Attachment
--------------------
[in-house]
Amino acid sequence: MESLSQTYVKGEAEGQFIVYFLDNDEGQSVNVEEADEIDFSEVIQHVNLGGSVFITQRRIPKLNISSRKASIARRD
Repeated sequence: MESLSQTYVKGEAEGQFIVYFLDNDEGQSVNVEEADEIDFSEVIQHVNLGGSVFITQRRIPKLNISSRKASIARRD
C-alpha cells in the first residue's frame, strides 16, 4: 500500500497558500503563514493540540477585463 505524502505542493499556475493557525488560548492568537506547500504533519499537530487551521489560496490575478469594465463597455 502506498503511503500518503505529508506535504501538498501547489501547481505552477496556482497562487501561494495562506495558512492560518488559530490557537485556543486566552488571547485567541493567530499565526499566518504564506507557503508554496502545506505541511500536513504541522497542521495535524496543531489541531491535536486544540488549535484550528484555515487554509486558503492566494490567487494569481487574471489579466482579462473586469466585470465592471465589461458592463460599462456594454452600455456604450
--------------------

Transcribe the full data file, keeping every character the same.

[in-house]
Amino acid sequence: MESLSQTYVKGEAEGQFIVYFLDNDEGQSVNVEEADEIDFSEVIQHVNLGGSVFITQRRIPKLNISSRKASIARRD
Repeated sequence: MESLSQTYVKGEAEGQFIVYFLDNDEGQSVNVEEADEIDFSEVIQHVNLGGSVFITQRRIPKLNISSRKASIARRD
C-alpha cells in the first residue's frame, strides 16, 4: 500500500497558500503563514493540540477585463 505524502505542493499556475493557525488560548492568537506547500504533519499537530487551521489560496490575478469594465463597455 502506498503511503500518503505529508506535504501538498501547489501547481505552477496556482497562487501561494495562506495558512492560518488559530490557537485556543486566552488571547485567541493567530499565526499566518504564506507557503508554496502545506505541511500536513504541522497542521495535524496543531489541531491535536486544540488549535484550528484555515487554509486558503492566494490567487494569481487574471489579466482579462473586469466585470465592471465589461458592463460599462456594454452600455456604450